The penicillin binding proteins and beta-lactamases of Neisseria gonorrhoeae

Marshall, A.J.H., 1993. The penicillin binding proteins and beta-lactamases of Neisseria gonorrhoeae. PhD, Nottingham Trent University.

10290100.pdf - Published version

Download (51MB) | Preview


Several strains of Neisseria gonorrhoeae have been characterised and minimum inhibitory concentrations of benzyl penicillin and methicillin against each strain were determined. Three penicillin binding proteins (PBPs) labelled with 3H-penicillin were separated and visualised using traditional fluorography.

Antisera against beta-lactam conjugates were prepared and subsequently characterised using ELISA. The antisera raised against the methicillin conjugate were used in Western blots to probe for methicillin bound to PBPs from sensitive and resistant strains of gonococci. PBPs 1 and 2 bound methicillin and were visualised using the anti-methicillin sera. The reduced affinity for methicillin of PBPs 1 and 2 in chromosomally resistant strains was demonstrated by Western blotting. This correlates with a reduced level of binding of radio labelled penicillin to PBPs of these strains as detected by fluorography.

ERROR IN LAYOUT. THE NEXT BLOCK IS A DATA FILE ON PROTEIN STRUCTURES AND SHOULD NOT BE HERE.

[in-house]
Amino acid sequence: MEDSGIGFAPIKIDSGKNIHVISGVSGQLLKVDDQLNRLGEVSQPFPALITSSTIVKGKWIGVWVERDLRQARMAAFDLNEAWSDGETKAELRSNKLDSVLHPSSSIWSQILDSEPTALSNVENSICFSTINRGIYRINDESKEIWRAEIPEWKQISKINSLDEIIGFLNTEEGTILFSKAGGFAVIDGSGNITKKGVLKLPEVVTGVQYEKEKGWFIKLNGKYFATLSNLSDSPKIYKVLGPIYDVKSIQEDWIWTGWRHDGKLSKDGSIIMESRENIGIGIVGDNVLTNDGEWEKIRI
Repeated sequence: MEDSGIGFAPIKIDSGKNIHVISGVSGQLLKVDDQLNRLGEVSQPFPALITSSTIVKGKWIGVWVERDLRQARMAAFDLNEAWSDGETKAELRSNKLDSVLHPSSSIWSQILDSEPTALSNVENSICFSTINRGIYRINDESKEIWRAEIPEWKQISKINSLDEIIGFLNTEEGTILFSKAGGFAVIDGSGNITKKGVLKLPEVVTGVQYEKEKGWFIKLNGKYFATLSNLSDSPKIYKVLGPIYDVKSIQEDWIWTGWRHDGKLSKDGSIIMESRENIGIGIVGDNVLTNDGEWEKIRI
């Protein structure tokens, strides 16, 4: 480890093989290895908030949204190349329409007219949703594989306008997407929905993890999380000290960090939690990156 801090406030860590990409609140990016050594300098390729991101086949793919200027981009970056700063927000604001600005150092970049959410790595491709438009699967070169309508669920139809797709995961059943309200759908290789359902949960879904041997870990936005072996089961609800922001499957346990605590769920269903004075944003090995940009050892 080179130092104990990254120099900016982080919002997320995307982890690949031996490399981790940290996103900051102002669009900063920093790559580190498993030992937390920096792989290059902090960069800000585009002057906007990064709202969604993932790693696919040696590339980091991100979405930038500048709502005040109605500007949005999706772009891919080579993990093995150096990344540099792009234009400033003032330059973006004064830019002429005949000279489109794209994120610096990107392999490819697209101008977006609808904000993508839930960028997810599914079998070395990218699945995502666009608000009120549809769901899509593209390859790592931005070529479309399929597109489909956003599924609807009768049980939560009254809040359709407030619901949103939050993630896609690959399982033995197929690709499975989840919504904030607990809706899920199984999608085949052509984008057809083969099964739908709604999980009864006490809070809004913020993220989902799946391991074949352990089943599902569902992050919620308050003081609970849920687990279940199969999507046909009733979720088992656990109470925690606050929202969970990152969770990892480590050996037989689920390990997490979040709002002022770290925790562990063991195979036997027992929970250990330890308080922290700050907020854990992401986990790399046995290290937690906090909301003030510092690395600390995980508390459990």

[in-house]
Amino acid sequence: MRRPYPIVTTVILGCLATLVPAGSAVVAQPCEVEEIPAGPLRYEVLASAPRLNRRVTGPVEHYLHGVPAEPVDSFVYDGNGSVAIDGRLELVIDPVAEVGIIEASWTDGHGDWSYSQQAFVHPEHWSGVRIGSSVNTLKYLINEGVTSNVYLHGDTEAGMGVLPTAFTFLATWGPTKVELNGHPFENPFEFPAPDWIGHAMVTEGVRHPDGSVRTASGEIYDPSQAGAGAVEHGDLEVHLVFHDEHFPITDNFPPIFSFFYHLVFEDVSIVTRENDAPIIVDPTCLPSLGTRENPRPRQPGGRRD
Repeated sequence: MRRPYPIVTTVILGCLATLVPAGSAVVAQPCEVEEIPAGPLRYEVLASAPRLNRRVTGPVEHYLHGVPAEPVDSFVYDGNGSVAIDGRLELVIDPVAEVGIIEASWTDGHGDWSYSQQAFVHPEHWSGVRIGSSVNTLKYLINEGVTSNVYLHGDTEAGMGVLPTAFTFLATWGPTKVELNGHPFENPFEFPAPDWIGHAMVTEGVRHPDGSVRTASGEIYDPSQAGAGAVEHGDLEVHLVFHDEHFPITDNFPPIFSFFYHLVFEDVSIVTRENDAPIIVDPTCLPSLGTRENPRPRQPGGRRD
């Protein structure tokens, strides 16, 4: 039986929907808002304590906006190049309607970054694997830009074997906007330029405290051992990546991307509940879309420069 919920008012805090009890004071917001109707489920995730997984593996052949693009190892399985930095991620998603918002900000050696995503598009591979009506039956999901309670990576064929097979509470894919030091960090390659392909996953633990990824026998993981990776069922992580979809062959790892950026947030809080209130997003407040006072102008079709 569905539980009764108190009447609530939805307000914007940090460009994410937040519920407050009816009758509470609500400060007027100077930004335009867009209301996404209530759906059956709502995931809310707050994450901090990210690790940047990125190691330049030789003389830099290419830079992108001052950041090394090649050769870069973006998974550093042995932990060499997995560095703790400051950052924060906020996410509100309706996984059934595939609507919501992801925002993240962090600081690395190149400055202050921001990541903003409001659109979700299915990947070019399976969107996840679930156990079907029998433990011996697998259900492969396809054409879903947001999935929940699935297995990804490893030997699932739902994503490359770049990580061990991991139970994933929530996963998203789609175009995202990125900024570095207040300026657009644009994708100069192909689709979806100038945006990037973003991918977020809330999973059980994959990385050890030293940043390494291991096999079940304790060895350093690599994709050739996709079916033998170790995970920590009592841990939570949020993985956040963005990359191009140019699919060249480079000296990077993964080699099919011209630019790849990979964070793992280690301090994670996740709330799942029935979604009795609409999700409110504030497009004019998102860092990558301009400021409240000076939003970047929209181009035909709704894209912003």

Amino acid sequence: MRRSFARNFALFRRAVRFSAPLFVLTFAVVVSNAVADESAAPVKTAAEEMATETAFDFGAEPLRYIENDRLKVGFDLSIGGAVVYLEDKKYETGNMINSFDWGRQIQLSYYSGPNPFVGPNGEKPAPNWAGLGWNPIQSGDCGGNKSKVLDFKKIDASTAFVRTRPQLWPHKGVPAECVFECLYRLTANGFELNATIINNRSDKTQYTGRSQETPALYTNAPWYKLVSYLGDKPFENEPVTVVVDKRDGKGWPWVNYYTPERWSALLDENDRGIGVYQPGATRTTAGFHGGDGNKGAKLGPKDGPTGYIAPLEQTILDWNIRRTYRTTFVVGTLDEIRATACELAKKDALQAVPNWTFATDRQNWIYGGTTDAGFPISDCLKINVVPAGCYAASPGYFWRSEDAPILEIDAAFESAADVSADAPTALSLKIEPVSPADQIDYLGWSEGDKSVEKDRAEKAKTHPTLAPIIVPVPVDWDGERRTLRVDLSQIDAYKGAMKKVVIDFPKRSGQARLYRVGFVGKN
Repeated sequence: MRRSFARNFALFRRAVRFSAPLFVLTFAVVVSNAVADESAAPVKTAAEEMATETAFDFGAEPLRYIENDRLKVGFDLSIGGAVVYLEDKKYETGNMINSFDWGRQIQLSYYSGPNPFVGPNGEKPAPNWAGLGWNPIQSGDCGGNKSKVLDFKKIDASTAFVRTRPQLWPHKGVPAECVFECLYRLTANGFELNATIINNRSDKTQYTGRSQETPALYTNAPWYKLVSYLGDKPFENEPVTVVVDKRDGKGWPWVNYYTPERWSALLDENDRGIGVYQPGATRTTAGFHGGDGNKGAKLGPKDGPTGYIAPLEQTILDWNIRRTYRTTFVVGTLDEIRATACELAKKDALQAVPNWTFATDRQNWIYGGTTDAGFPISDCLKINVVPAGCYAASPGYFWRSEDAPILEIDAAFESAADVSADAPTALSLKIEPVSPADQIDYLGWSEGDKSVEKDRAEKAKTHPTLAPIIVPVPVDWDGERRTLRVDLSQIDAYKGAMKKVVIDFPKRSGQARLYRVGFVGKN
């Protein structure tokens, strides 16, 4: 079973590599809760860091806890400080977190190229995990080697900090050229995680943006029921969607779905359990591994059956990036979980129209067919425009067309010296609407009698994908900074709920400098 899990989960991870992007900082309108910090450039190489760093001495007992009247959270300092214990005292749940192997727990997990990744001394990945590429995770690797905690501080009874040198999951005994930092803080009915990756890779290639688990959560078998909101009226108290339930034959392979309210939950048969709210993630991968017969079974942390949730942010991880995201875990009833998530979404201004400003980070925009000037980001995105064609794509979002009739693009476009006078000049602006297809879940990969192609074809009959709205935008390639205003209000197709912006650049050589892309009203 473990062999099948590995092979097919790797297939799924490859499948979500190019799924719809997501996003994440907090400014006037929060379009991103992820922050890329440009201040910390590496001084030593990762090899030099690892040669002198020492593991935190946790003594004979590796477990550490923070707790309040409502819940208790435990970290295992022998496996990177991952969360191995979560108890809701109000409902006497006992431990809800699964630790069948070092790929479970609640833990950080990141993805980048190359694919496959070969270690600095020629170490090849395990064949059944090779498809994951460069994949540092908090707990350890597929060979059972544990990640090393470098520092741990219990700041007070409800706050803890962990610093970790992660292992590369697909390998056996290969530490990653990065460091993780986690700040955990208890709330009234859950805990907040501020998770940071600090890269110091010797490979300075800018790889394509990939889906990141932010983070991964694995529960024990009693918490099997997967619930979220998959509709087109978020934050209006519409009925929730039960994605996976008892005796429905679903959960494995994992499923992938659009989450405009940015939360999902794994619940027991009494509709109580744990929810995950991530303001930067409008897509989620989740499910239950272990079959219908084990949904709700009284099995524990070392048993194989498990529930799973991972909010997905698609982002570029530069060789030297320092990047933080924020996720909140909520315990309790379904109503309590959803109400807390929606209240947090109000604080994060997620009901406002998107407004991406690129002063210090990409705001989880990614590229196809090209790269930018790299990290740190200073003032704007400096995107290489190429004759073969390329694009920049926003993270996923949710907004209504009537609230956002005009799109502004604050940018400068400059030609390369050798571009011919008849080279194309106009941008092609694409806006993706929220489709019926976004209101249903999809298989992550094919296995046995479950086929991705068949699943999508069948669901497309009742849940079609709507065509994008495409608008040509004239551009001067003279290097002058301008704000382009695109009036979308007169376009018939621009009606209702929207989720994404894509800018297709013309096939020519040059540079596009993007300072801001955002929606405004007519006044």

Affinity chromatography with beta-lactam ligands was used to isolate and purify PBPs from detergent solubilised membranes of both a sensitive and resistant strain of Neisseria gonorrhoeae. PBP3 proved difficult to solubilise compared with the other two PBPs. All 3 PBPs bound avidly to the ligands: 6-amino penicillanic acid and 7-amino cephalosporanic acid. The bound PBPs were difficult to elute, PBPS was removed from both ligands in small amounts using rigorous conditions.

A beta-lactamase was purified from Neisseria gonorrhoeae and partially characterised. Antibodies were prepared against this protein using material cut from polyacrylamide gels. The antibodies recognised the beta-lactamase from Neisseria gonorrhoeae in Western blots and also cross reacted with beta- lactamase from Escherichia coli (R-TEM) and Bacillus cereus type I. This suggests that proteins have regions of amino acid homology which can be recognised by the antibodies. The potential use of the anti-methicillin and anti gonococcal beta-lactamase antibodies to detect chromosomally mediated resistance and beta- lactamase mediated resistance respectively, is discussed.

Item Type: Thesis
Creators: Marshall, A.J.H.
Date: 1993
ISBN: 9781369323498
Divisions: Schools > School of Science and Technology
Record created by: Linda Sullivan
Date Added: 02 Oct 2020 09:22
Last Modified: 28 Sep 2023 10:16

Actions (login required)

Edit View Edit View


Views per month over past year


Downloads per month over past year